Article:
The Miillion’s The Beat Up Grabs You and Won’t Let Go

A stick figure drawn in black on a yellow background with "The Miillion" scrawled below

A recent release from champions of the cassette tape only format Industrial Coast, The Miillion come on strong with their hard-hitting debut The Beat Up. Fusing big-beat, hip hop, heavy and ambient guitar and well chosen samples, it’s a record (or cassette!) that is more than the sum of its parts.

A stick figure drawn in black on a yellow background with "The Miillion" scrawled below
The Miilion Cover Art to The Beat Up

Based in the North of England, Industrial Coast have an eclectic and fascinating track record of releases, and I have no hesitation in recommending you head over to the Industrial Coast website and take a chance on their ever expanding catalog of musical delights.

The Beat Up kicks off with ‘Industry Paint’—a short, sharp slice of Psyence Fiction-era UNKLE. All beats, samples, and raw instrumentation, the album lays down its intentions here in two mins and three seconds. Bass and drums driving a real groove. I’ll be honest, from this point on I was hooked.

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Shuffling quickly into ‘CTT’, another driving bass and trip hop beats track, all menace and snarl with a brass melody breakdown undercut with the lyrical attack ‘everybody talks about your boyfriend’ before quickly telling us ‘I wanna smash his f***in face in’. A recurring theme throughout the album, constant confrontation in a world that won’t leave you alone; with ‘everybody’ telling us what you should think, feel, do and say. ‘CTT’  is complete with the frustration that this causes in the nameless, voiceless and seemingly powerless.

If ‘CTT’ is a personal confrontation, then the sense of us-and-them that permeates ‘Gone Uneasyis social anxiety. Complete with the warning ‘they didn’t want you spitting in the worthy wine’ whilst still admonishing the nameless as having a ‘brain like f**kin’ dogmeat’.  The lyrical frustration gives way to a final minute’s coda that has an unexpected lightness of touch and beauty, perhaps revealing all is not as lost as it seems.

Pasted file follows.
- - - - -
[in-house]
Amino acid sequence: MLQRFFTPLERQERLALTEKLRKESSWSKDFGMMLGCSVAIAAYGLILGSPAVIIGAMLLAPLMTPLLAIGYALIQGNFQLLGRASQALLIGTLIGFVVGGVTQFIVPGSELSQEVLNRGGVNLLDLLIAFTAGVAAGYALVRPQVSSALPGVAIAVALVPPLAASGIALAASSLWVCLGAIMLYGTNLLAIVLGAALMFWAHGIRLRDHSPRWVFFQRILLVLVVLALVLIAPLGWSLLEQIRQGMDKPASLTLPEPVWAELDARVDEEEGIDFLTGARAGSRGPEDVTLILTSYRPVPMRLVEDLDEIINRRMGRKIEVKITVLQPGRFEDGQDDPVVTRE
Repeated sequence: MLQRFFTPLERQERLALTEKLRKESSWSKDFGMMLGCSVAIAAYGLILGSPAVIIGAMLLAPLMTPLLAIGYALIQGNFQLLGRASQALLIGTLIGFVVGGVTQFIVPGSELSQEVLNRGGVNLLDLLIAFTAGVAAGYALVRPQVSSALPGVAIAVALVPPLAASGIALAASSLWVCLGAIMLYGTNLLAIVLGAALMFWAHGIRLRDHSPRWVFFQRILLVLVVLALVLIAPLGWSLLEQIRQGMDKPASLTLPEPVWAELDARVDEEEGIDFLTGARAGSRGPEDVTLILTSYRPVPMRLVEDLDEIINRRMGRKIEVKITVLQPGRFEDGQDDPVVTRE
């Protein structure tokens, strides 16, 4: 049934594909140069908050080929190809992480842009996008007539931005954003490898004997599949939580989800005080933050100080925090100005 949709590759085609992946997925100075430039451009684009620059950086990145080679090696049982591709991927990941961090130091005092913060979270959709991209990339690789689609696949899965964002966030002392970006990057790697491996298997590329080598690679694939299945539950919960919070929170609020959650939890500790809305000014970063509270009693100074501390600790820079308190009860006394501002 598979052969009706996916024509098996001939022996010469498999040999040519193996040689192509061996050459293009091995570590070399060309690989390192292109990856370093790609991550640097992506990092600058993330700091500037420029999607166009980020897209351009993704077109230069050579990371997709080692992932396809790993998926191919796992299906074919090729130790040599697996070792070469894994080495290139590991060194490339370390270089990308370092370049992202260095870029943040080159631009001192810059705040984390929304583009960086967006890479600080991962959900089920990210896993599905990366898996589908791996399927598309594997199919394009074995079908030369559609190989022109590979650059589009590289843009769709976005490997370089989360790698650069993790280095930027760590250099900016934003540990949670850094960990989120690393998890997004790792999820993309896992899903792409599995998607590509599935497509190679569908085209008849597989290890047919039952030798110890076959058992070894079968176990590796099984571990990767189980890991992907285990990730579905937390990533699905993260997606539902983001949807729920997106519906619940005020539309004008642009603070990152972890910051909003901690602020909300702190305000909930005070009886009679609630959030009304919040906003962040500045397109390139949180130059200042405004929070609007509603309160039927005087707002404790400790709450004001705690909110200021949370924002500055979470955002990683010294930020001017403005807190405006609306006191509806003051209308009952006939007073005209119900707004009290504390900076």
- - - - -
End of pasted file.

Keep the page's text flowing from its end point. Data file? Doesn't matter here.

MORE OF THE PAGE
Interlude ‘Leslie Williams’ takes this lightness one step further and melds a dub feel over a shuffling beat, enticing us onto the dance floor, only to pull the rug after a minute and a half. Center piece ‘Stirring the Swarm’ perhaps best encapsulates the first half; a rousing call to arms against ‘Generation Profile’ and the desperation to promote yourself ’till your number one’. A challenge to the vacuous nature of our society. If all this sounds a bit, well…serious. It is. But, like comrades in arms against the worst of society Benefits or Sleaford Mods, there’s a deftness of word and beat that mean you aren’t sure whether to dance or burn down a Voting Station. Finishing to the refrain ‘No Plan B’, ‘Swarm is The Milliion at their stirring best.

‘UHA’ and ‘Bad & Wicked’ kick off the second half; the former a big swirling slab of beats and distortion—calling on a sense that the composers enjoy their hip hop—the latter evoking memories of the kind of musical melancholy that Mo’ Wax at the labels’ inventive best would regularly put out.

‘Fused’ dances into view and threatens the listener with the dance floor again before final interlude ‘CWAserves as a reminder that, to The Miillion, nothing is by accident. Everything matters. Everything you hear means something. It’s a kiss in the club from a beautiful stranger.

Penultimate monster ‘Tuff Whistlerbrings everything together and never more relevant than now; an acerbic take down of the kind fragile masculinity seen every weekend up and down the country in the pubs and clubs of the UK; admonishing ‘temper temper’ to those that would seek impose their will on others.

Finale ‘Kix is all hip-hop beats and driving organ before deconstructing itself midway through in a schizophrenic swirl to leave the listener wrong footed once again. It’s a fitting end to an album that leaves you wanting—like all the best records—to start again; to understand the world presented to us by The Miillion. A dark and frustrating world yes, a world of confusion, but one that has moments that make it all worthwhile.

You won’t find The Beat Up on any Best of 2021 lists, the cassette is long sold out (you can find the album digitally on the label’s bandcamp page) and the duo have yet to make their next move. But that’s OK, this duo have a promising future ahead of them and I for one cannot wait to to see where they go next.

Written by Matthew Campbell

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